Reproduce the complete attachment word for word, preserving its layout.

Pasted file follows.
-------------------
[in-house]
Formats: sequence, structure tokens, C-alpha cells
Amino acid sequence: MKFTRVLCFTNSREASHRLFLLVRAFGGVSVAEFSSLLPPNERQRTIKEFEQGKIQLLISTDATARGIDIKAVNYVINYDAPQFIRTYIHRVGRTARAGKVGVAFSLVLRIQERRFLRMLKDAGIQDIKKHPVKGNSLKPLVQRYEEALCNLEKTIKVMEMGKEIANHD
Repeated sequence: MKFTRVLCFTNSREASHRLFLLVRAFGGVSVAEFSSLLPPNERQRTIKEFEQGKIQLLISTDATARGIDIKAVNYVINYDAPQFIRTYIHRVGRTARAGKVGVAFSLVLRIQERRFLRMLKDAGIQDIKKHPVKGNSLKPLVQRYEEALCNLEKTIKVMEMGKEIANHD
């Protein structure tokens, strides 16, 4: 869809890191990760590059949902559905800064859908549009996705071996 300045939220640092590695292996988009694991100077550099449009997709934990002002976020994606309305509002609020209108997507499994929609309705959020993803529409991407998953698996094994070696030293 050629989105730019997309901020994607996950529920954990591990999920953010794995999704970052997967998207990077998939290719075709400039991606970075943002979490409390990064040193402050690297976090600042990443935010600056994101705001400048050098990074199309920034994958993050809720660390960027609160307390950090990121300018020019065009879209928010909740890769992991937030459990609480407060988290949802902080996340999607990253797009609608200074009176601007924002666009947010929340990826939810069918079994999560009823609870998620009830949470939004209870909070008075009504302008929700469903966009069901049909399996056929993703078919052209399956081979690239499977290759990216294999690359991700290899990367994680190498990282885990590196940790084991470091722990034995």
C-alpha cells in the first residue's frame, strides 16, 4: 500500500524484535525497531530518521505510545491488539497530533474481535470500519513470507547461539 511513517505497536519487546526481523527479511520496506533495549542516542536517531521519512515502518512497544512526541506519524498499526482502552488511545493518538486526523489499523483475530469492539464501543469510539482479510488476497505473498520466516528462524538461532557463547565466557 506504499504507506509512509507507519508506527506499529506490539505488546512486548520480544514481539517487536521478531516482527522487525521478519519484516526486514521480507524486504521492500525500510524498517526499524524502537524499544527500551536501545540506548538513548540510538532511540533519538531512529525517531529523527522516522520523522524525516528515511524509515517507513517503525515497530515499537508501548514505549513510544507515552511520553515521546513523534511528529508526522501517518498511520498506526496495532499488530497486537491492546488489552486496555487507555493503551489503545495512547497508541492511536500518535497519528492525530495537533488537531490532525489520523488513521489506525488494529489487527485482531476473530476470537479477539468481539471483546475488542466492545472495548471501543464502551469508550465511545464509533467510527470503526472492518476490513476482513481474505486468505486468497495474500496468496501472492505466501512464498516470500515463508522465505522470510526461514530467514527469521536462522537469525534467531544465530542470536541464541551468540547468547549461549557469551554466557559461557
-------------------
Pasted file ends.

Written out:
[in-house]
Formats: sequence, structure tokens, C-alpha cells
Amino acid sequence: MKFTRVLCFTNSREASHRLFLLVRAFGGVSVAEFSSLLPPNERQRTIKEFEQGKIQLLISTDATARGIDIKAVNYVINYDAPQFIRTYIHRVGRTARAGKVGVAFSLVLRIQERRFLRMLKDAGIQDIKKHPVKGNSLKPLVQRYEEALCNLEKTIKVMEMGKEIANHD
Repeated sequence: MKFTRVLCFTNSREASHRLFLLVRAFGGVSVAEFSSLLPPNERQRTIKEFEQGKIQLLISTDATARGIDIKAVNYVINYDAPQFIRTYIHRVGRTARAGKVGVAFSLVLRIQERRFLRMLKDAGIQDIKKHPVKGNSLKPLVQRYEEALCNLEKTIKVMEMGKEIANHD
């Protein structure tokens, strides 16, 4: 869809890191990760590059949902559905800064859908549009996705071996 300045939220640092590695292996988009694991100077550099449009997709934990002002976020994606309305509002609020209108997507499994929609309705959020993803529409991407998953698996094994070696030293 050629989105730019997309901020994607996950529920954990591990999920953010794995999704970052997967998207990077998939290719075709400039991606970075943002979490409390990064040193402050690297976090600042990443935010600056994101705001400048050098990074199309920034994958993050809720660390960027609160307390950090990121300018020019065009879209928010909740890769992991937030459990609480407060988290949802902080996340999607990253797009609608200074009176601007924002666009947010929340990826939810069918079994999560009823609870998620009830949470939004209870909070008075009504302008929700469903966009069901049909399996056929993703078919052209399956081979690239499977290759990216294999690359991700290899990367994680190498990282885990590196940790084991470091722990034995």
C-alpha cells in the first residue's frame, strides 16, 4: 500500500524484535525497531530518521505510545491488539497530533474481535470500519513470507547461539 511513517505497536519487546526481523527479511520496506533495549542516542536517531521519512515502518512497544512526541506519524498499526482502552488511545493518538486526523489499523483475530469492539464501543469510539482479510488476497505473498520466516528462524538461532557463547565466557 506504499504507506509512509507507519508506527506499529506490539505488546512486548520480544514481539517487536521478531516482527522487525521478519519484516526486514521480507524486504521492500525500510524498517526499524524502537524499544527500551536501545540506548538513548540510538532511540533519538531512529525517531529523527522516522520523522524525516528515511524509515517507513517503525515497530515499537508501548514505549513510544507515552511520553515521546513523534511528529508526522501517518498511520498506526496495532499488530497486537491492546488489552486496555487507555493503551489503545495512547497508541492511536500518535497519528492525530495537533488537531490532525489520523488513521489506525488494529489487527485482531476473530476470537479477539468481539471483546475488542466492545472495548471501543464502551469508550465511545464509533467510527470503526472492518476490513476482513481474505486468505486468497495474500496468496501472492505466501512464498516470500515463508522465505522470510526461514530467514527469521536462522537469525534467531544465530542470536541464541551468540547468547549461549557469551554466557559461557